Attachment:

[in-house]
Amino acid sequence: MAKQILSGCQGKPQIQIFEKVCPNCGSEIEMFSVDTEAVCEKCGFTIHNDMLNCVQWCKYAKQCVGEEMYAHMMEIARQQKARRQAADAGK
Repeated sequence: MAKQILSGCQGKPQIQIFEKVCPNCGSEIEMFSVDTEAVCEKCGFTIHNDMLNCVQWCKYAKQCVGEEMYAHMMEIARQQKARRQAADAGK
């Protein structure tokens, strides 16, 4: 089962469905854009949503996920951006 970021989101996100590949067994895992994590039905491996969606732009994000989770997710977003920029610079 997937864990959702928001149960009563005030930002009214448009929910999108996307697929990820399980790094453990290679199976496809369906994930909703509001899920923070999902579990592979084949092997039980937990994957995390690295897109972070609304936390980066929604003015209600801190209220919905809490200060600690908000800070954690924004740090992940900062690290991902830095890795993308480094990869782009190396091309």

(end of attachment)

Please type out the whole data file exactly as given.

[in-house]
Amino acid sequence: MAKQILSGCQGKPQIQIFEKVCPNCGSEIEMFSVDTEAVCEKCGFTIHNDMLNCVQWCKYAKQCVGEEMYAHMMEIARQQKARRQAADAGK
Repeated sequence: MAKQILSGCQGKPQIQIFEKVCPNCGSEIEMFSVDTEAVCEKCGFTIHNDMLNCVQWCKYAKQCVGEEMYAHMMEIARQQKARRQAADAGK
């Protein structure tokens, strides 16, 4: 089962469905854009949503996920951006 970021989101996100590949067994895992994590039905491996969606732009994000989770997710977003920029610079 997937864990959702928001149960009563005030930002009214448009929910999108996307697929990820399980790094453990290679199976496809369906994930909703509001899920923070999902579990592979084949092997039980937990994957995390690295897109972070609304936390980066929604003015209600801190209220919905809490200060600690908000800070954690924004740090992940900062690290991902830095890795993308480094990869782009190396091309």